Gorgeously shot and acted with aching tragic truthfulness, Michael Winterbottom's Trishna is a romance of depth and feeling.

Movie Review: The Dark Knight Rises -- A Dissenting View

| Posted 07.16.2012 | Entertainment

There is very little about The Dark Knight Rises that will make you tense, hold you in suspense or cause your adrenaline to squirt.

Movie Review: Grassroots

| Posted 07.17.2012 | Entertainment

There's a certain rowdy spirit to Stephen Gyllenhaal's Grassroots, now playing in limited release, that gives the fact-based comedy-drama a surprising vitality for a movie that seems so schematic.

Movie Review: Red Lights

| Posted 07.18.2012 | Entertainment

Does psychic ability exist? Can human beings possess and access these kinds of mental powers? Anything's possible, I suppose. Can Rodrigo Cortes build a puzzle that remains mysterious until he places the final piece, thus surprising and satisfying an audience? No such luck, I'm afraid.

Real Violence vs. My 'Death Threats'

| Posted 07.20.2012 | Entertainment

Unlike negative reactions to my review of The Dark Knight Rises this week, actual news happened last night in the form of a tragedy, when someone walked into a suburban Denver multiplex and killed at least a dozen people.

Movie Review: The Queen of Versailles

| Posted 07.20.2012 | Entertainment

Schadenfreude is a tempting thing. That's particularly true when dealing with characters like the ones at the center of Lauren Greenfield's stunning documentary, The Queen of Versailles.

Movie Review: Searching for Sugar Man

| Posted 07.23.2012 | Entertainment

The strangeness of truth compared to the limits of the human imagination gets a crystalline demonstration in Malik Bendjelloul's Searching for Sugar Man.

Review: Ruby Sparks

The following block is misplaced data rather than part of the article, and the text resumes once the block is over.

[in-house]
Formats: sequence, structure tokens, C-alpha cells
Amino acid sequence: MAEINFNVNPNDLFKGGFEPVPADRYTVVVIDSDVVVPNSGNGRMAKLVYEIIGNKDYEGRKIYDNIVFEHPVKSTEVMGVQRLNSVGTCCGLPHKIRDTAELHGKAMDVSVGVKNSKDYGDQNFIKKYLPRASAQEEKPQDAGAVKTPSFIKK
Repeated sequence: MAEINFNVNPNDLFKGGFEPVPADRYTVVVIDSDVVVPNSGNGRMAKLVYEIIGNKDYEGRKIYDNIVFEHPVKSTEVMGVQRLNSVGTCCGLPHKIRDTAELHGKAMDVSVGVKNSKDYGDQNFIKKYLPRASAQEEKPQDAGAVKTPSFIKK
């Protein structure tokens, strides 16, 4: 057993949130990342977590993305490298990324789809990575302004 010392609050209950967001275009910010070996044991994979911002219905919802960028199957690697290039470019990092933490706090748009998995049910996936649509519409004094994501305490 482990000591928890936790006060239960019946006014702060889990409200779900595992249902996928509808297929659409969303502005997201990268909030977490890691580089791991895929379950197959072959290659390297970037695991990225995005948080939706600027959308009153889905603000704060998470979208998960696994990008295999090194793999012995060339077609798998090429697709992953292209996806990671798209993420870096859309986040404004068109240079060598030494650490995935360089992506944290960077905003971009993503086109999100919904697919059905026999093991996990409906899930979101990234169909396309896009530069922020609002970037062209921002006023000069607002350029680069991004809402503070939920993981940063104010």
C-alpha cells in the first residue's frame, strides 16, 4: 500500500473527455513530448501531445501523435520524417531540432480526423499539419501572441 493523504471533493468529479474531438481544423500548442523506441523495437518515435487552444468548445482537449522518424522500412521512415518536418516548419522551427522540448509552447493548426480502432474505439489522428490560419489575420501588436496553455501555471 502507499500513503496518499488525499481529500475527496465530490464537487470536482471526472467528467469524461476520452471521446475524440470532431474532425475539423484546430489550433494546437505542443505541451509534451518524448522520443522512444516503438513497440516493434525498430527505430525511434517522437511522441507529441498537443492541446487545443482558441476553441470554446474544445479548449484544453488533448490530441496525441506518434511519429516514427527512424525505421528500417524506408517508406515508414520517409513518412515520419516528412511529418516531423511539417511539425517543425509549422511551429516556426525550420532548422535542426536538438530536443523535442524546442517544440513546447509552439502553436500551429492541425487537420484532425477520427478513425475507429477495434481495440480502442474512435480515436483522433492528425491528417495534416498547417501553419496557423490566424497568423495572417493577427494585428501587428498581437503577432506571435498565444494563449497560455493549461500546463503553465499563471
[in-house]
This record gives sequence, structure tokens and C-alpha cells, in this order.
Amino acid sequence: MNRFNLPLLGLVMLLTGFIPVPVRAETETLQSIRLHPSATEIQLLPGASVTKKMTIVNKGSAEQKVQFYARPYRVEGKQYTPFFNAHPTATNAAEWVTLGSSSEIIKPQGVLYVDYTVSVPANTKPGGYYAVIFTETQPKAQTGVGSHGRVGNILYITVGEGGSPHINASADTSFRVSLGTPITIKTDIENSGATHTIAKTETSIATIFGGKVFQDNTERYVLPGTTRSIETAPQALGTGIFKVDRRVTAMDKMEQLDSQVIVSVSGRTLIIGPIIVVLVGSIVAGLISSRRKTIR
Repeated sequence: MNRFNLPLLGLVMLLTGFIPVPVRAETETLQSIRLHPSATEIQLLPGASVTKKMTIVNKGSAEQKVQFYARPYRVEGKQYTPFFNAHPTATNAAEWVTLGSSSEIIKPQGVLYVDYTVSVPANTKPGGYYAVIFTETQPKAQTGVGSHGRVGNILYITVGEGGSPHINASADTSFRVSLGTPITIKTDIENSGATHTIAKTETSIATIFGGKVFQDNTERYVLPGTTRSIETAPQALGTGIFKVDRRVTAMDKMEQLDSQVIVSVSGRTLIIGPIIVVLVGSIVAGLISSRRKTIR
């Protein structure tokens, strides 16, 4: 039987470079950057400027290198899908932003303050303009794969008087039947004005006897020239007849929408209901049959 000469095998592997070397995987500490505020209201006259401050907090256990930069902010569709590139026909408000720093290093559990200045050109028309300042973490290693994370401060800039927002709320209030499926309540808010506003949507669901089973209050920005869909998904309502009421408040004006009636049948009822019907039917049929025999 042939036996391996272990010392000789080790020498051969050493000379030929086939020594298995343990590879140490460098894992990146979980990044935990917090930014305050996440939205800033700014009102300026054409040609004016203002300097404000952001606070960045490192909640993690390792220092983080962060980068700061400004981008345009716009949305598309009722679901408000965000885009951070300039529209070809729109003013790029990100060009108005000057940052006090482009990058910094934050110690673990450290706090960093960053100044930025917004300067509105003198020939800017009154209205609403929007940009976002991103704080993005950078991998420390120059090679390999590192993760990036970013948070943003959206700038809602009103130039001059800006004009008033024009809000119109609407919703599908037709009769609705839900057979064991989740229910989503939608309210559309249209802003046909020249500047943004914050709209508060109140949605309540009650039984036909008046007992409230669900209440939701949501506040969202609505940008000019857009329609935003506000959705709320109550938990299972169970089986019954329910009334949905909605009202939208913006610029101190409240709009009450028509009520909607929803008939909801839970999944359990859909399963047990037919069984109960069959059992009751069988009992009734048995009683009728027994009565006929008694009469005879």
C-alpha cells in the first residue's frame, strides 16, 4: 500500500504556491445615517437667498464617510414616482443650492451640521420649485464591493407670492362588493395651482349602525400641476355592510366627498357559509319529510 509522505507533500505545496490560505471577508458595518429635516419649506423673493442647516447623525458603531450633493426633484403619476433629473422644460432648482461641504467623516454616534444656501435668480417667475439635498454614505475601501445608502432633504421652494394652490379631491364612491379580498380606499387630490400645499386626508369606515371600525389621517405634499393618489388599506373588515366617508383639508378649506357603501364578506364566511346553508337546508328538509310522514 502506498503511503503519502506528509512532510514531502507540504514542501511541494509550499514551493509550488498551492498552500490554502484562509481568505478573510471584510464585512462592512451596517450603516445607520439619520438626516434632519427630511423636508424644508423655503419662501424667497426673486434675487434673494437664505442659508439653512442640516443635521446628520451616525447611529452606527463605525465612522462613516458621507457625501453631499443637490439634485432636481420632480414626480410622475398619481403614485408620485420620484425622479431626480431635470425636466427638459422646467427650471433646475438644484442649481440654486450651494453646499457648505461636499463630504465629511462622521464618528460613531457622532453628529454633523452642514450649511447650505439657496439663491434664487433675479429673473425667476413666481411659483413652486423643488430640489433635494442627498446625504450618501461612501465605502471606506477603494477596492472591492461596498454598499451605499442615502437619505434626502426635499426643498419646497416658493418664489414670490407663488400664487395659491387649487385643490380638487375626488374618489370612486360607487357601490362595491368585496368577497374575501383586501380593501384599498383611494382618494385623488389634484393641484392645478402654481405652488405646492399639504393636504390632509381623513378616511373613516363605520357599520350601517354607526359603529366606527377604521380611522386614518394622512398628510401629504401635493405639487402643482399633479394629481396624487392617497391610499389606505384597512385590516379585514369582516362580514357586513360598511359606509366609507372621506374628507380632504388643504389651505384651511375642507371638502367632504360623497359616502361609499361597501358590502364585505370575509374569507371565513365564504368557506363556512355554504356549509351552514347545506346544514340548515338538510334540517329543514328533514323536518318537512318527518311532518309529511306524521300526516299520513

| Posted 07.24.2012 | Entertainment

Ruby Sparks could be a tasty bit of magical realism in romantic-comedy form, the first produced screenplay by actress Zoe Kazan, who plays the title character. Except for one serious problem.

Movie Review: Killer Joe

| Posted 07.25.2012 | Entertainment

In a summer of movies made of bombastic special effects and obvious action, Killer Joe still has the ability to surprise by keeping it down and dirty -- though you'll need a strong stomach to make it to the end.

Movie Review: Ai Weiwei: Never Sorry

| Posted 07.26.2012 | Entertainment

What if you live in a society where the very ideas you harbor are punishable by imprisonment -- or worse? How much of being an artist becomes about simply having the courage to express your ideas in verbal or physical form?

Why Hollywood Studios Fear Political Content

| Posted 07.27.2012 | Entertainment

This is the least of Hollywood's worries, for my money. The major studios have a bigger problem -- such as the fact that they so seldom make movies with serious themes or content. And they never address actual political issues if they can avoid it.

Review: Celeste and Jesse Forever

| Posted 07.30.2012 | Entertainment

Both are about intense relationships between young adults that end -- and yet go on. Both are stories of love that has grown one-sided. And both ache with the unavoidable self-pity that goes along with that kind of situation -- while finding the laughs in that same circumstance.

Movie Review: The Babymakers

| Posted 07.31.2012 | Entertainment

The Babymakers wants to be a Judd Apatow comedy. Instead, it's like a third-rate Comedy Central sitcom, with dirty words, little nudity and fewer laughs than fingers on one hand.